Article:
You've seen many frescos and you know they are among the most durable of paintings because of the way the pigment is locked into the plaster. Frescos are also a bit tricky to do. There is a good bit of information on the technique and the chemistry involved. We could even consider making a small fresco... let me know if you want to do this because it would require getting some lime putty ASAP. There is a negozio delle belle arte in via studio near the duomo. Also Fiorenza's husband, Alessanro, knows of some places to get traditional plaster. If you decide to actually do a fresco this could be a good 3 person project I think, given the combination of hands-on and research work. A great book to read is Michelangelo and Pope's Ceiling" by Ross King.


What is the fresco process (what happens to lock-in the pigment)? -- See the Chemistry lab link below

How did fresco painters work? Why was it difficult? -- see "painting in the wet" in Michelangelo and Pope's ceiling

Update June 3

Lime putty, pigments, sand and tiles have been obtained by Timi and Roel. The putty and pigments are from here:
Zecchi Colori - Belle Arti Di A. Zecchi E Figli S.n.c. 
50122 Firenze (FI) - 19/R, VIA DELLO STUDIO
tel: 055 211470 
(categoria "Colori, vernici e smalti - vendita al dettaglio" nelle pagine gialle)

Fresco Observations June 8

(From EutimiaMontoya? and RoelCordero? )

%MRC% Timi & Roel -- thanks for being ambituous and diving into this -- especially with Berlin & other events at the end of the quarter. The frescos came out better than I expected and I too enjoyed learning the "hands on" aspects of fresco preparation that go with the chemistry and the historical discussions of the technique.

We found making a fresco to be a fun and interesting experience. While the actual process turned out to be simpler than we originally imagined, the art involved in making a quality fresco we found to be very particular. One must be meticulous in timing at several stages of the process. The first coat of one part lime and two parts sand needs at least one day to dry, but two days are better, so you have to be patient. However, once the intonaco is placed and has dried a bit, there is only a very small amount of time during which you can paint on it in order for it to work. For instance, if one paints on the intonaco to early, the plaster comes off on the brush, and pigments bleed together. If one waits to long on the other hand, the pigments do not absorb properly and the fresco will not be permanent. Therefore, in order to observe the time constraints, one should already have a vision of what one wants the final outcome to look like before beginning the process.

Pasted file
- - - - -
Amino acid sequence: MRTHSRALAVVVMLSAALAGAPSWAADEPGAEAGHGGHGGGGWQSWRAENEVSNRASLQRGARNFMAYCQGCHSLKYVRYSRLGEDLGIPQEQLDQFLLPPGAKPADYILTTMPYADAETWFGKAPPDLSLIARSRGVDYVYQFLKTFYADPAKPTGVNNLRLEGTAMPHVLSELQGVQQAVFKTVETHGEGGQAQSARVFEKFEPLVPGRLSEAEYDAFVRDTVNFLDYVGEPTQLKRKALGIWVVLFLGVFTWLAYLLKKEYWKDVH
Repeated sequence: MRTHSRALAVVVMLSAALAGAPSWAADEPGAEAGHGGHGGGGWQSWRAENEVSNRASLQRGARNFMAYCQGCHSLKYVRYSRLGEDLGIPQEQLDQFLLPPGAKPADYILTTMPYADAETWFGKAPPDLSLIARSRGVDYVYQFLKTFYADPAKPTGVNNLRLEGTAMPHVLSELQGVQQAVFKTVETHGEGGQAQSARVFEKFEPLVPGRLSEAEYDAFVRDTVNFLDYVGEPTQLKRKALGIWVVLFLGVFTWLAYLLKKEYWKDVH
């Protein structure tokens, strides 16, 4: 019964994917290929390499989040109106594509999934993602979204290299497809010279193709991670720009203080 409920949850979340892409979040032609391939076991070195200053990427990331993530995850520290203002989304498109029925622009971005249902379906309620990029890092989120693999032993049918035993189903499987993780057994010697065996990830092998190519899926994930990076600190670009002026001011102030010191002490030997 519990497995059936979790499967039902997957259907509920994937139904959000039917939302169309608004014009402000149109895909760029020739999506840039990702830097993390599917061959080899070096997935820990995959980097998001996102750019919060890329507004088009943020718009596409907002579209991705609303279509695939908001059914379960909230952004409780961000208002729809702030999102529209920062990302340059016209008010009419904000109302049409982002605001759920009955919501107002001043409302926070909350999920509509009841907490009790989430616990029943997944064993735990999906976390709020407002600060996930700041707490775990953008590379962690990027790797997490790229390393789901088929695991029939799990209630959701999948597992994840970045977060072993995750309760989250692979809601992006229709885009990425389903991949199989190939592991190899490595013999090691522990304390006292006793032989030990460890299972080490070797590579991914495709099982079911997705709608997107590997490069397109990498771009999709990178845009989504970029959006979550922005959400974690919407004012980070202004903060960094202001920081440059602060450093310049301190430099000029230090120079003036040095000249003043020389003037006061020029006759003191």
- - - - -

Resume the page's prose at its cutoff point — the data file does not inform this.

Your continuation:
Working with pigments was especially fun, even though the colors mix together in interesting ways. Finding the proper amount of water to mix with the pigments can be very tricky. If you have too much water and not enough pigment, the color is almost non-existent. Plus, the colors resettle very soon, so one must stir them constantly. They also change after they dry, so one needs to have some flexibility within their colorful vision. Regardless, dry or when mixed with water, the colors are rich and beautiful. They paint on smoothly and the intonaco absorbs them fully. This project definitely gave us a better appreciation for natural color.

If we were to do this project again, we would recommend using a better tool for smoothing the plaster, such as a trowel or spattula. Using just a knife, as we did, left grooves and made smoothing the edges difficult. If you are working on a tile as we did, we also recommend smoothing all the edges at a definite ninety degree angle. If the intonaco is hanging over the edges, when your fresco dries, it will be very easy to chip it where the plaster sticks out. We would also find a better mixing surface for the paints. It was recommended that we mix them on a pane of glass, but we used plastic cups instead, which were abundant and spilled easily. It might also be wise to begin the project sooner in the quarter, because the time it took to gather the materials and then the several days needed to prepare the different stages of work could be better spread out. The amount of time would have been adequate if we had not been traveling for several weeks, so perhaps the time in the quarter would be enough under different circumstances. Even so, the project, as a whole, was a very fun idea. We learned a bit about the history of frescos, and the history of making them, and gained a better appreciation for just how impressive the large frescos we have been visiting all quarter really are.

Links A good page on the method Could do it here...

-- MarkCutkosky - 17 May 2005

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